New immunization programs in 2004 and 2005

Issue: BCMJ, vol. 47, No. 4, May 2005, Page 195 BC Centre for Disease Control

A key strategy for controlling communicable disease in British Columbia is the immunization of children and high-risk groups against vaccine-preventable disease.

The BC Ministry of Health Services, in partnership with the BC Centre for Disease Control and provincial health authorities, are pleased to provide information about newly introduced vaccine programs, as well as those that have been recently implemented in BC.

Meningococcal C conjugate vaccine

Invasive meningococcal disease usually presents as meningitis and/or septicemia. Invasive disease may progress rapidly to purpura fulminans, shock, and death. Case fatality ranges from 8% to 15%. In addition, 10% to 20% of survivors will suffer long-term sequelae including mental retardation, hearing loss, and loss of limb use. For these reasons, three new programs will be introduced:

• For infants: Starting 1 June 2005 infants at 2 months of age will be eligible for publicly funded meningococcal C conjugate vaccine. Since July 2003, vaccine has been provided to infants at 12 months of age. The addition of a dose at 2 months of age will provide protection at the earliest possible age.

• For grade 9 students: In the fall of 2004, all grade 9 students became eligible for meningococcal C conjugate vaccine. This program will run for 2 years.

• For grade 12 students: Starting this fall (2005–2006) all grade 12 students who have not previously been vaccinated with meningococcal C conjugate vaccine will be offered the vaccine. This will be a 2-year catch-up program. This age group has been selected because an elevation in risk of meningococcal disease has been observed in the United States and the United Kingdom among students living in dormitory accommodation and in young adults in general. A school-based grade 12 immunization program reaches this at-risk age group in a very efficient manner and protects them before they leave secondary school.

Varicella (chickenpox) vaccine

Varicella-zoster virus causes significant morbidity every year in BC: up to 47500 cases of chickenpox, 17 000 physician visits, 172 hospitalizations, and 1 to 2 deaths. Two-thirds of the hospitalizations due to varicella are in children less than 10 years of age. Zoster/shingles occurs in up to 10 000 BC residents each year, causing an additional 17 000 MD visits, 524 hospitalizations, and 25 to 30 deaths annually. Hospitalization as a result of varicella is at its highest level between the ages of 0 to 11 years. This high level of hospitalization in young children makes vaccination a primary prevention measure at this early age. For these reasons, two new programs will be introduced to protect children in British Columbia against varicella-zoster virus:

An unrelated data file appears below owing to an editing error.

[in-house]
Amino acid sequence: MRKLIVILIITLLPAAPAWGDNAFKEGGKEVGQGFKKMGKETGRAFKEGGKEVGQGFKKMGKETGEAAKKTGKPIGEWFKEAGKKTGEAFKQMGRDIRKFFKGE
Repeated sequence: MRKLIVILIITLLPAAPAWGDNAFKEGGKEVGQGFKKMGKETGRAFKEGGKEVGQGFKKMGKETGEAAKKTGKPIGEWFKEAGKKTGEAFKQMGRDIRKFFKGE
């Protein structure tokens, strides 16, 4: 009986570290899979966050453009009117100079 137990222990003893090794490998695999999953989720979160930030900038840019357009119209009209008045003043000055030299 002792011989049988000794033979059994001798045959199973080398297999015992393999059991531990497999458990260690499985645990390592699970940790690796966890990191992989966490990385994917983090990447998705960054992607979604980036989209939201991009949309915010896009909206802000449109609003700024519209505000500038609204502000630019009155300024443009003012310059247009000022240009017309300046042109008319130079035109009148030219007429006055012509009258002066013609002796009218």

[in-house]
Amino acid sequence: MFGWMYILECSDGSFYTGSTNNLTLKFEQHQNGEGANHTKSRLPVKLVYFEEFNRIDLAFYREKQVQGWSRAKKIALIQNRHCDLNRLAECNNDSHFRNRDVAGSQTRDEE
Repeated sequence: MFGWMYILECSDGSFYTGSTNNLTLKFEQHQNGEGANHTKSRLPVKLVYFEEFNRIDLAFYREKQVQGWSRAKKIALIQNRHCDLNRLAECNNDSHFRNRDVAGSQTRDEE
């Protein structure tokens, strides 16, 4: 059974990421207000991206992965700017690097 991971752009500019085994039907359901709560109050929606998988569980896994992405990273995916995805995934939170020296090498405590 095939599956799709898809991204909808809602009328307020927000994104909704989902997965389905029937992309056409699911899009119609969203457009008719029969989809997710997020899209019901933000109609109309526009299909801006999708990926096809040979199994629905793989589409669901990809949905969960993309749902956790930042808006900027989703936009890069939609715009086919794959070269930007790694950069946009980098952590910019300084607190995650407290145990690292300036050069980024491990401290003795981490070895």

• Susceptible infants at 12 months of age: As of 1 January 2005 all infants born on or after January 2004 are eligible for varicella vaccine.

• Susceptible children 18 to 48 months of age: Starting 1 April 2005 and lasting one year only, all children 18 to 48 months of age who present at public health clinics or family physician offices will be offered varicella vaccine.

• Susceptible women of childbearing age: Starting immediately varicella vaccine will be publicly funded for all susceptible women of childbearing age. By immunizing women of childbearing age, we will prevent congenital varicella syndrome and severe disease in newborns. Congenital varicella syndrome occurs in 2% of infants born to mothers exposed prior to 20 weeks’ gestation. Varicella infection can be fatal for an infant if the mother develops varicella from 5 days before to 2 days after delivery. It is expected that physicians will primarily give the vaccine. The vaccine should not be given to pregnant women.

• In September 2004 two school-based varicella vaccine programs were introduced for susceptible kindergarten and grade 6 students.

Susceptible is defined as:

• Persons less than 13 years of age with no history of disease or varicella immunization.

• Persons 13 years of age with negative or unknown history of prior varicella infection and on testing are VZV IgG negative.

These new vaccination programs have been made possible through the National Immunization Strategy, a federal funding initiative.

—Karen Pielak, RN, MSN
Nurse Epidemiologist
Epidemiology Services, BC Centre for Disease Control

K. Pielak, RN, MSN. New immunization programs in 2004 and 2005. BCMJ, Vol. 47, No. 4, May, 2005, Page(s) 195 - BC Centre for Disease Control.

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